The Many Haunted Mansions of Disney Theme Parks

By: Bryan Young
This photo of the Haunted Mansion at Disneyland was snapped in 2014. Wikimedia Commons

It's said that Disneyland is the happiest place on Earth, but hiding deep inside each Disney theme park is a mansion. At some parks, the mansion is haunted; at others, the mansion is packed with phantoms and at still others, it's full of mysticism and mystery.

All of those mansions originated from Disneyland's Haunted Mansion, so why are there so many different versions of this iconic ride?


The Original Ride

Scott Renshaw, author of "Happy Place: Living the Disney Parks Life," described by email his first experience with the Disneyland Haunted Mansion as a kid: "There was always this slight hesitation, because the graveyard was always a little bit scary to me, but I'd come out of it feeling like I'd beaten a fear."

That's really the way the ride works today. The first half of the ride aims for scary, but transitions into more of a ghostly party. This two-part feel had a lot to do with the competing ideas from the Disney Imagineers behind the ride, but it arguably came together into something magical. (You can hear more about the creation of the initial ride in the classic two-part episode from Stuff You Missed in History Class.)

The Haunted Mansion represents a Western view of the afterlife. Ghosts can be mischievous or malevolent spirits; they also can be benevolent and fun. The Haunted Mansion at Disneyland brings this to life.


When Disney decided to transplant the ride to the Florida park, the company had the opportunity to change the exterior and add things on the inside. Located in the Magic Kingdom's Liberty Square, it began operation in 1971. Since Orlando had none of the space constraints of Anaheim, Imagineers designed a much larger and more luxurious mansion.

Since there are more international travelers to Walt Disney World who might only get one chance of going to the park in their lifetime, the Florida Haunted Mansion remains in its original form throughout the year. In California, however, the attraction turns into a "The Nightmare Before Christmas" ride through the holiday seasons.


Although the Haunted Mansion at Disneyland in Tokyo is essentially the same as it appears in Florida, you'll find this attraction in Fantasyland. Why there? In Japanese culture, ghosts are often found in fairy tales as opposed to spooky stories.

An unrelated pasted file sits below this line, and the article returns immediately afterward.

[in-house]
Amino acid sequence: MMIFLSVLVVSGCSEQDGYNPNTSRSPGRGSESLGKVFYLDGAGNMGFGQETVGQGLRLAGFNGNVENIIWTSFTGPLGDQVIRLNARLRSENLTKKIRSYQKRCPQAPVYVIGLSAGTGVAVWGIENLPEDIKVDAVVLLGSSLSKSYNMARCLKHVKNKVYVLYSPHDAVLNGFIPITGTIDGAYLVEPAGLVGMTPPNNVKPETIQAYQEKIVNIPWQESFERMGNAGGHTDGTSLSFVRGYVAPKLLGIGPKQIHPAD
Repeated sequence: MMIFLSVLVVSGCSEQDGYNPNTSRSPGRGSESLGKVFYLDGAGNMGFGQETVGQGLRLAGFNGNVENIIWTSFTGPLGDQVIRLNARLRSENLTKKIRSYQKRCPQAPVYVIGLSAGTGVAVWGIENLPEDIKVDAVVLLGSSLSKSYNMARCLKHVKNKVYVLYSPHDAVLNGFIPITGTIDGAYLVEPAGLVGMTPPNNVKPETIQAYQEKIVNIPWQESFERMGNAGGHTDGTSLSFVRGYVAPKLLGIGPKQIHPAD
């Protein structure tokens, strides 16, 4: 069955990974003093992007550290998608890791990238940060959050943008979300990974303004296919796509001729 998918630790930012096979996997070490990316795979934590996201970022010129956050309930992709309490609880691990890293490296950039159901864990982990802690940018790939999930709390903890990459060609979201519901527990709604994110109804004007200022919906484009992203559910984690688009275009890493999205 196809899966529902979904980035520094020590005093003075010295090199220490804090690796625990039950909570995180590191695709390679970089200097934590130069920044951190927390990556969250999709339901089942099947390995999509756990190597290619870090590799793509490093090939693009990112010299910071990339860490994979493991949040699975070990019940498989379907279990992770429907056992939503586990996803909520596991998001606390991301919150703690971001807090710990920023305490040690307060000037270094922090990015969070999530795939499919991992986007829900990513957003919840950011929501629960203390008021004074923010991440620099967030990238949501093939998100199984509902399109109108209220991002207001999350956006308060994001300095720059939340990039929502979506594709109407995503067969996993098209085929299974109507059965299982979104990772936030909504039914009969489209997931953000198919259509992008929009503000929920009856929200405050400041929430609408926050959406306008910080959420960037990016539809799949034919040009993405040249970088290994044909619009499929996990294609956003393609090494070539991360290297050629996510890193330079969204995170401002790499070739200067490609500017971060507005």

As with Anaheim, the Tokyo Haunted Mansion undergoes the seasonal "The Nightmare Before Christmas" transformation. The attraction opened in 1983.

Phantom Manor

For Disneyland Paris, Imagineers decided a darker tone was needed for the ride. Since the ride would appear in Frontierland's Thunder Mesa, it would need to take on a spooky Wild West flair. Accordingly, the French ride tells the story of a young girl named Melanie Ravenswood, the daughter of the man who built Thunder Mesa. Her fiance commits suicide, and the bride is disconsolate. The ballroom scene from the original ride is replaced by a wedding party. And instead of the lighthearted rendition of a grim-grinning ghost, an angel of death "kills" you and you descend into a graveyard where the ghosts of Thunder Mesa's rowdy past have come to life.

The whole ride, which opened in 1992, is a comment on the cultural past of America for Europeans and other Disneyland Paris visitors to experience.         

Mystic Manor

The most radical departure in the Haunted Mansion offerings around the world comes in the form of Mystic Manor. This attraction is the Chinese version of the ride at Disneyland Hong Kong and Shanghai in Mystic Point, which is a land dedicated to mystery and the supernatural.

Cultural views of the afterlife in China are much different than in the West, so Mystic Manor contains no spirits or ghosts whatsoever, though the ride does have veiled references to its American and European counterparts. Instead, it's a whimsical fantasy adventure that follows the British Lord Henry Mystic and his monkey Albert as the objects in his collection come to life in astonishing ways. It even features music from Danny Elfman.

No matter where you go in the world, there is going to be a spooky experience waiting for you, one that's culturally appropriate for wherever you're at.

Can't get enough of Disney's different Haunted Mansions? Listen to the Stuff You Missed in History Class podcasts embedded here, or try them out on your favorite podcasting service, to get all the Disney details.